Narked Sat 08-Dec-12 16:58:35


Lulabellarama Sat 08-Dec-12 16:59:21

Reverse AIBU?

BadLad Sat 08-Dec-12 17:00:25

Not a reverse one, Lulu. I assume that means you think I am being unreasonable.

nannynick Sat 08-Dec-12 17:00:44

6 hours is a long time, especially if the children are awake all that time, so doing daytime care, rather than evening. Whilst you do know the DNs a bit due to living with them, it sounds as if you may not know them that well, so are worried that you won't be able to cope for that length of time. Things can happen, children do get ill and can go downhill fast. However it does not happen that often and their parents I presume would be contactable.
Calling emergency services in a country where you don't speak the language will I suspect be tricky but what are the chances of that actually being needed?

StuntGirl Sat 08-Dec-12 17:01:03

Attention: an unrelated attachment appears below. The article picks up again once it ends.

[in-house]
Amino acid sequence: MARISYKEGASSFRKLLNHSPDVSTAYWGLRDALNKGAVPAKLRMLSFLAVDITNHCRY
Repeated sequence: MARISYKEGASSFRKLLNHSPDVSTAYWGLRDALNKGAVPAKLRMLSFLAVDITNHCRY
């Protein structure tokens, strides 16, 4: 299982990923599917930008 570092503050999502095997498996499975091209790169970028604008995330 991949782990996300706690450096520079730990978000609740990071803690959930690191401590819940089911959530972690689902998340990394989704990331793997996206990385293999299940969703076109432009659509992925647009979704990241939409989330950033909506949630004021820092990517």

If the safety angle is the genuine reason then can you not explain it to them from that angle? That you feel uncomfortable having sole responsibility of them for so long given you don't have a good enough grasp of the language?

If its more that you just don't want to be inconvenienced by it then YABU.

longjane Sat 08-Dec-12 17:01:55

one bad lad you live in house you know the kids
two you dont phone 999 for child child choking you deal with your self this could happen to anyone anytime you tube and learn what to do
three you and your wife could have kids who would want to babysit if you say no now they would say no in future .
four would want to share a house while everyone was out with a babysitter.